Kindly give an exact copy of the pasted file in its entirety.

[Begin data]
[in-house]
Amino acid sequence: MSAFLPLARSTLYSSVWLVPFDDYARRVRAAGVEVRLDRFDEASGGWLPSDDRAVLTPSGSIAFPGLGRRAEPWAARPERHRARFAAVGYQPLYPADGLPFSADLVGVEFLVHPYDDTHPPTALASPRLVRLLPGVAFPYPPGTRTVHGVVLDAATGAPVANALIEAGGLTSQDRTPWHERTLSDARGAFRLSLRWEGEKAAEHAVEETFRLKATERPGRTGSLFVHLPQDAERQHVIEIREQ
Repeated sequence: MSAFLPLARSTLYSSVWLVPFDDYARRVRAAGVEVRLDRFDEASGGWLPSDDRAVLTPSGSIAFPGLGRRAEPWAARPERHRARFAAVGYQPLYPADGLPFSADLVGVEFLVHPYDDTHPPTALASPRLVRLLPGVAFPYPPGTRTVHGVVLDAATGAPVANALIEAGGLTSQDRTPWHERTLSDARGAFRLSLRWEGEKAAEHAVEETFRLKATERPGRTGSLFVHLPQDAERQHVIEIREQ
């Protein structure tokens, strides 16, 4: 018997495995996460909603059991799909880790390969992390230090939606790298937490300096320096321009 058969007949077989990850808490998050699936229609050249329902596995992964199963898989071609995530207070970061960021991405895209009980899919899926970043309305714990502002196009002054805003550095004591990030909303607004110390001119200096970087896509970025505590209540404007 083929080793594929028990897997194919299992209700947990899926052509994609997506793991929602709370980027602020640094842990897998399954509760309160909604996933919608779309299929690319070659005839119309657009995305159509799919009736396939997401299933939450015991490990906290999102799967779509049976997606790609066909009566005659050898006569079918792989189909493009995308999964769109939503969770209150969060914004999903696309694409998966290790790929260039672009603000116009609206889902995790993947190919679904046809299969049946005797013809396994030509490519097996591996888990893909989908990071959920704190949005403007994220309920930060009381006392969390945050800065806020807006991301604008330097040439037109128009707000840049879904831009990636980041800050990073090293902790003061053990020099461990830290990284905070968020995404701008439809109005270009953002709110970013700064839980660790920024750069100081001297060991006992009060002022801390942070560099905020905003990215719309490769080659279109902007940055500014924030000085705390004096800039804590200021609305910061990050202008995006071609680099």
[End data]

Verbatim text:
[in-house]
Amino acid sequence: MSAFLPLARSTLYSSVWLVPFDDYARRVRAAGVEVRLDRFDEASGGWLPSDDRAVLTPSGSIAFPGLGRRAEPWAARPERHRARFAAVGYQPLYPADGLPFSADLVGVEFLVHPYDDTHPPTALASPRLVRLLPGVAFPYPPGTRTVHGVVLDAATGAPVANALIEAGGLTSQDRTPWHERTLSDARGAFRLSLRWEGEKAAEHAVEETFRLKATERPGRTGSLFVHLPQDAERQHVIEIREQ
Repeated sequence: MSAFLPLARSTLYSSVWLVPFDDYARRVRAAGVEVRLDRFDEASGGWLPSDDRAVLTPSGSIAFPGLGRRAEPWAARPERHRARFAAVGYQPLYPADGLPFSADLVGVEFLVHPYDDTHPPTALASPRLVRLLPGVAFPYPPGTRTVHGVVLDAATGAPVANALIEAGGLTSQDRTPWHERTLSDARGAFRLSLRWEGEKAAEHAVEETFRLKATERPGRTGSLFVHLPQDAERQHVIEIREQ
């Protein structure tokens, strides 16, 4: 018997495995996460909603059991799909880790390969992390230090939606790298937490300096320096321009 058969007949077989990850808490998050699936229609050249329902596995992964199963898989071609995530207070970061960021991405895209009980899919899926970043309305714990502002196009002054805003550095004591990030909303607004110390001119200096970087896509970025505590209540404007 083929080793594929028990897997194919299992209700947990899926052509994609997506793991929602709370980027602020640094842990897998399954509760309160909604996933919608779309299929690319070659005839119309657009995305159509799919009736396939997401299933939450015991490990906290999102799967779509049976997606790609066909009566005659050898006569079918792989189909493009995308999964769109939503969770209150969060914004999903696309694409998966290790790929260039672009603000116009609206889902995790993947190919679904046809299969049946005797013809396994030509490519097996591996888990893909989908990071959920704190949005403007994220309920930060009381006392969390945050800065806020807006991301604008330097040439037109128009707000840049879904831009990636980041800050990073090293902790003061053990020099461990830290990284905070968020995404701008439809109005270009953002709110970013700064839980660790920024750069100081001297060991006992009060002022801390942070560099905020905003990215719309490769080659279109902007940055500014924030000085705390004096800039804590200021609305910061990050202008995006071609680099």